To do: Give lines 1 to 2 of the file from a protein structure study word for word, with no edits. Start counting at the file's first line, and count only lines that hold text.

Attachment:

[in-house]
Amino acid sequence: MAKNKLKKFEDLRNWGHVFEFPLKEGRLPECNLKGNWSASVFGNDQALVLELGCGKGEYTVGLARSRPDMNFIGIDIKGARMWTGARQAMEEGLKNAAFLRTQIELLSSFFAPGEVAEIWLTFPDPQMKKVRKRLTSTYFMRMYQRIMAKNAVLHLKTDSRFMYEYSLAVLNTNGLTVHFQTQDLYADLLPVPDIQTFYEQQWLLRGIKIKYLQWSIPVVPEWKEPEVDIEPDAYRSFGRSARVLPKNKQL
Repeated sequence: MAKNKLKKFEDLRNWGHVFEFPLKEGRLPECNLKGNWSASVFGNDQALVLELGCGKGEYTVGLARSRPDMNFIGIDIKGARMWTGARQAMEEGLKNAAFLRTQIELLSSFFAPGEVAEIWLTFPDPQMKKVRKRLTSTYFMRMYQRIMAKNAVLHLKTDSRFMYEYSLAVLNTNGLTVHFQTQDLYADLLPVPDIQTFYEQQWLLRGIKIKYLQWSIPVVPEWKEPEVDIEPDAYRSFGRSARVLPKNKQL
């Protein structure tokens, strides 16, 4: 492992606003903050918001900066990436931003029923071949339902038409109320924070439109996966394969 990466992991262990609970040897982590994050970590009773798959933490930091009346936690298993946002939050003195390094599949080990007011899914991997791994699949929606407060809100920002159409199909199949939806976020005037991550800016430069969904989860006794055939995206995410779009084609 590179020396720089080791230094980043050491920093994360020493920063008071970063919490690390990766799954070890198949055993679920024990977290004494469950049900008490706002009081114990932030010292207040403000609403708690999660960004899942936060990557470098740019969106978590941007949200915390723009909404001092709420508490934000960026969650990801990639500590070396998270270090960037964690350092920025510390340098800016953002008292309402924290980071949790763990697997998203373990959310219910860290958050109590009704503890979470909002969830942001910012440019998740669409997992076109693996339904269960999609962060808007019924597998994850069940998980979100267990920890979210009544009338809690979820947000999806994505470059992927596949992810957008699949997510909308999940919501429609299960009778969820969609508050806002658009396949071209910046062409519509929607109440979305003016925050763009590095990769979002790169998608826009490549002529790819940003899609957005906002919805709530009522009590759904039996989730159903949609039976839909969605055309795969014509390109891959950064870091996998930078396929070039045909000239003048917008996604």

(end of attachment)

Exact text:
[in-house]
Amino acid sequence: MAKNKLKKFEDLRNWGHVFEFPLKEGRLPECNLKGNWSASVFGNDQALVLELGCGKGEYTVGLARSRPDMNFIGIDIKGARMWTGARQAMEEGLKNAAFLRTQIELLSSFFAPGEVAEIWLTFPDPQMKKVRKRLTSTYFMRMYQRIMAKNAVLHLKTDSRFMYEYSLAVLNTNGLTVHFQTQDLYADLLPVPDIQTFYEQQWLLRGIKIKYLQWSIPVVPEWKEPEVDIEPDAYRSFGRSARVLPKNKQL